Do you want to make an impact through investing? This head-to-head piece looking at sustainable investing vs. impact investing will help you understand how to achieve your goals.
A popular trend today is investing in companies striving to make a profound contribution to the world around us. Investors are seeking companies that can be beneficial financially and bring a positive impact. If you’re such an investor, this sustainable investing vs impact investing piece will help you understand how this kind of investing works.
Sustainable and impact investments have recently gained traction among investors. They were developed to address poverty’s root causes and nurture positive social and environmental effects.
They are similar in that both seek to achieve positive social and environmental outcomes while generating financial returns. While the two are often used interchangeably, there are several differences between them.
This piece takes you through sustainable investing vs impact investing. It gives you all the crucial details about the two types of investment strategies.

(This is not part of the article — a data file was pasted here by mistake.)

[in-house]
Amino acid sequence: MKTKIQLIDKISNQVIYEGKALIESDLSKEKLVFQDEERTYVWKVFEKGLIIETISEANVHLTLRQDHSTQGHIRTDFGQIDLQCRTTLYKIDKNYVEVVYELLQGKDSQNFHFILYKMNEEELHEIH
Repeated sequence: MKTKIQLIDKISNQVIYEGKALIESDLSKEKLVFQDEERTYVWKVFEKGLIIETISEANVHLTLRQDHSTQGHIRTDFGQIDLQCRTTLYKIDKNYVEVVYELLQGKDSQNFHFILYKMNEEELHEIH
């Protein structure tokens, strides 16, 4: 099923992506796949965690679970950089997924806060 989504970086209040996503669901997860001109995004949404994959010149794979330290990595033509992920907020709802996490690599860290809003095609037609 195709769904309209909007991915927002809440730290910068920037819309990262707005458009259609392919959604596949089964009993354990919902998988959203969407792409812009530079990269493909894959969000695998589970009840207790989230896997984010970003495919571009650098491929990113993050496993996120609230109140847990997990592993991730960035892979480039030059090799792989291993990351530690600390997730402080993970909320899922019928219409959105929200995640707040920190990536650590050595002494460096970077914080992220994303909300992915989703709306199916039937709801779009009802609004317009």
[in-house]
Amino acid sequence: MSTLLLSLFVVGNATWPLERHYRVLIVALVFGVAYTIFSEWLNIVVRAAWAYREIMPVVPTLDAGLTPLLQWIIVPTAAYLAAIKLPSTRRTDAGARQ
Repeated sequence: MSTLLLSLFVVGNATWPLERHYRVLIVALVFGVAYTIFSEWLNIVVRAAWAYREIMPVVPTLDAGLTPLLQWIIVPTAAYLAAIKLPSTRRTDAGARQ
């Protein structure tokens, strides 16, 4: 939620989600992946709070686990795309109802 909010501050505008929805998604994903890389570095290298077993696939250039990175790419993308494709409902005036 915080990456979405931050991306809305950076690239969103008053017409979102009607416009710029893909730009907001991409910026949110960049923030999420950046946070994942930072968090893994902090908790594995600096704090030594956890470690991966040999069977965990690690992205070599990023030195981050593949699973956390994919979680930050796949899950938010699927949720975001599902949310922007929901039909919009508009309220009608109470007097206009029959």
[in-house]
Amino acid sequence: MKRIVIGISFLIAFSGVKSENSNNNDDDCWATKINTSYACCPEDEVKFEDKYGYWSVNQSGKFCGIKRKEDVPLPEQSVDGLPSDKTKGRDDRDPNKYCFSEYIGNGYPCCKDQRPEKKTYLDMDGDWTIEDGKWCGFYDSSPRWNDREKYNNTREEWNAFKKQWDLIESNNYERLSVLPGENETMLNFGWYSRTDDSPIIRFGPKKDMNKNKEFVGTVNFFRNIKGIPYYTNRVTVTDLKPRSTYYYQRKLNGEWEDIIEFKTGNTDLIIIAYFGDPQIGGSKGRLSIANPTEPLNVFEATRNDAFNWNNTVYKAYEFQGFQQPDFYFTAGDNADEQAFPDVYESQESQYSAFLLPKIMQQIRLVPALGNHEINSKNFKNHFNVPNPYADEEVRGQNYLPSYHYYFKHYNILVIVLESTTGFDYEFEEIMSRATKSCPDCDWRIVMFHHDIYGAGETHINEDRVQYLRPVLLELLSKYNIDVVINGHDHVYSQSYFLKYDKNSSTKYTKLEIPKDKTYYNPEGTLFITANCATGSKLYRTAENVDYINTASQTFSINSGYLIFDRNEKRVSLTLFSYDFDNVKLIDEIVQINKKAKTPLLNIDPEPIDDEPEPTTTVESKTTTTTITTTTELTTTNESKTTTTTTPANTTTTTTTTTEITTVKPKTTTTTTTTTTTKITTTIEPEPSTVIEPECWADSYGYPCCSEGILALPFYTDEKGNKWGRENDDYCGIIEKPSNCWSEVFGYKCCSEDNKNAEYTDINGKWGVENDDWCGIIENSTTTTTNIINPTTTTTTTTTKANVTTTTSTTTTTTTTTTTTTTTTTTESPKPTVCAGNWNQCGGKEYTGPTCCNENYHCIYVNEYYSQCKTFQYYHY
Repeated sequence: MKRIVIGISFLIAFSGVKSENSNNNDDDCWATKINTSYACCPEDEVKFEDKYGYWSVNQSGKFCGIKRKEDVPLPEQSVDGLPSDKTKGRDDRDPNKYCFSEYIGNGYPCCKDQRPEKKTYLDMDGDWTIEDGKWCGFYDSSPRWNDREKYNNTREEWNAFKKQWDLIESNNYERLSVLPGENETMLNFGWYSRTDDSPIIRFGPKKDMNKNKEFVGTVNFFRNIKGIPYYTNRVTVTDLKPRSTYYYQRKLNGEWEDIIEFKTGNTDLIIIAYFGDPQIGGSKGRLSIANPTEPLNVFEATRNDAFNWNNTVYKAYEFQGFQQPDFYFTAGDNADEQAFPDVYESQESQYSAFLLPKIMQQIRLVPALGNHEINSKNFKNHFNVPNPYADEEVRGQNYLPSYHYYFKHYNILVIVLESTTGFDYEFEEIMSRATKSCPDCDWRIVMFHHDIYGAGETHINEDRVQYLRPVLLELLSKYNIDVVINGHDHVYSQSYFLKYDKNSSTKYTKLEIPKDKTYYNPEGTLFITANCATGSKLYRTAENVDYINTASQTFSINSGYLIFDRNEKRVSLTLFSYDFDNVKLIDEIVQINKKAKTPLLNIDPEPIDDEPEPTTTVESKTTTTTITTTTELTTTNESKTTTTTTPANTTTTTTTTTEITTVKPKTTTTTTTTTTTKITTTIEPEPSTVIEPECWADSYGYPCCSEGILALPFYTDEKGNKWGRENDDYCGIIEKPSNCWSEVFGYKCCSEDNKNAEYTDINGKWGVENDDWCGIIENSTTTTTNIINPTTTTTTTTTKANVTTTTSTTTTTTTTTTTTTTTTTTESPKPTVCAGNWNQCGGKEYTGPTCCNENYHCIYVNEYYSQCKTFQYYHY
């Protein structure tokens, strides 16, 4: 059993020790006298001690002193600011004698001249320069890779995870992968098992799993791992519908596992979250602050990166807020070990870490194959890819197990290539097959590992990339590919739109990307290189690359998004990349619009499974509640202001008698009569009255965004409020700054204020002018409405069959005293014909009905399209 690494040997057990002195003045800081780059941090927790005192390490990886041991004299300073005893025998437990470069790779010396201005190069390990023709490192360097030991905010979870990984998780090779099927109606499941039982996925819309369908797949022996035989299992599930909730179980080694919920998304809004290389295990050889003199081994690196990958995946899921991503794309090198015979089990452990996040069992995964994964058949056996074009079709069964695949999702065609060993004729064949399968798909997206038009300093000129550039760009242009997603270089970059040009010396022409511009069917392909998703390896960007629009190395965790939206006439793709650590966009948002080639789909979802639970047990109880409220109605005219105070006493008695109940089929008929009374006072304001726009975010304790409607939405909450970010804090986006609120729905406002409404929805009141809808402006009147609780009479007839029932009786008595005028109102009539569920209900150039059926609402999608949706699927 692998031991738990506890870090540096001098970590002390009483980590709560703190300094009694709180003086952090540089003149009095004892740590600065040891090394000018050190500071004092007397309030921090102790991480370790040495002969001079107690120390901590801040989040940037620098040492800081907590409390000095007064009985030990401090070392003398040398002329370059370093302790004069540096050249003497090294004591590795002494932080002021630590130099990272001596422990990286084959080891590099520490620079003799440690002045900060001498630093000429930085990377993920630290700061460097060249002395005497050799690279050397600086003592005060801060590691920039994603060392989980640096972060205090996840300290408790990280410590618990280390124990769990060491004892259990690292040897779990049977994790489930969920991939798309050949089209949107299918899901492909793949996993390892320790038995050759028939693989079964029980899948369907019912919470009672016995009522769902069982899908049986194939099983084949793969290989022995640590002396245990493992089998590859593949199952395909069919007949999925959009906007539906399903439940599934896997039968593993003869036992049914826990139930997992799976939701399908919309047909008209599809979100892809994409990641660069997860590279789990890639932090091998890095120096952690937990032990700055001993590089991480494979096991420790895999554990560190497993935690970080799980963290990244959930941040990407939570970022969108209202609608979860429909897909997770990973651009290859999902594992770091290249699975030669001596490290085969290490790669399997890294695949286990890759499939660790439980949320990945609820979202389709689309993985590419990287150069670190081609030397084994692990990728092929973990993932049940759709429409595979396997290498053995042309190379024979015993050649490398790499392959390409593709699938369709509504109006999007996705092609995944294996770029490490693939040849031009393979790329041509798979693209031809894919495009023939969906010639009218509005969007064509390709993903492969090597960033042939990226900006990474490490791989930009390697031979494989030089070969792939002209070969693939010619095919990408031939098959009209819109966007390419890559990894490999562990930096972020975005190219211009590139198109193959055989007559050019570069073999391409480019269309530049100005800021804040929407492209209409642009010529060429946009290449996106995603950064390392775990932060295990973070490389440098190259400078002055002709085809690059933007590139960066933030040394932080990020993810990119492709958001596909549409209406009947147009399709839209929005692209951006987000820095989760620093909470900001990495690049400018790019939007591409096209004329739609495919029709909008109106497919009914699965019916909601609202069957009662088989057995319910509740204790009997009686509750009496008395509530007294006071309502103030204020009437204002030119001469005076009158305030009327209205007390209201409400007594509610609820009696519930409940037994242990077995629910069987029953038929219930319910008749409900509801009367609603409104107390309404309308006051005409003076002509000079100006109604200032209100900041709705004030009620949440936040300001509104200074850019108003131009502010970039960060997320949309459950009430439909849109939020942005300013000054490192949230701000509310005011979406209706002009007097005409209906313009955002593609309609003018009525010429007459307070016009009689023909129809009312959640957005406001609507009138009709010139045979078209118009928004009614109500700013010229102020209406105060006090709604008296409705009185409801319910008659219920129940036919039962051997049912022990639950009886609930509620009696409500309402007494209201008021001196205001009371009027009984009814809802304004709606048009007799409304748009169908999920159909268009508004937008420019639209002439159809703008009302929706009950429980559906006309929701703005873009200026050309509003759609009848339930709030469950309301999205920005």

Let’s get into it:
Table of Contents
- Sustainable Investing vs. Impact Investing Definition
- What is Sustainable Investing?
- What is Impact Investing?
- Types of Sustainable Investing vs. Impact Investing
- Sustainable Investments
- Types of Impact Investments
- Examples of Sustainable Investing vs. Impact Investing
- Sustainable Investing Examples
- Impact Investing Examples
- Impact Investing Organizations
- Sustainable Investing vs. Impact Investing Pros and Cons
- What are the Pros and Cons of Sustainable Investing?
- What are the Pros and Cons of Impact Investing?
Sustainable Investing vs. Impact Investing Definition
What is Sustainable Investing?
According to Investopedia, sustainable investing is “a broad term that refers to a variety of approaches in the financial markets aimed at building long-term wealth and creating positive social change.
This approach to investment focuses on environmental, social, and governance (ESG) criteria. It aims to generate superior returns by investing in companies whose management employs sustainable practices.
It is committed to long-term growth whilst avoiding investments in companies whose business practices are unsustainable.
Sustainable investments seek to preserve the environment and achieve financial stability. They may take various forms, including;
- Investments in renewable energy
- Sustainable development
- Organic farming
Sustainable investing aims to create portfolios that will provide financial stability and achieve positive long-term performance. Therefore, investors pick companies not just for their intrinsic value.
They also consider the positive change they will bring to society.
What is Impact Investing?
Like sustainable investing, impact investment is an investment methodology that aims to achieve positive social and environmental impact. Impact investing is a sub-branch of sustainable investing.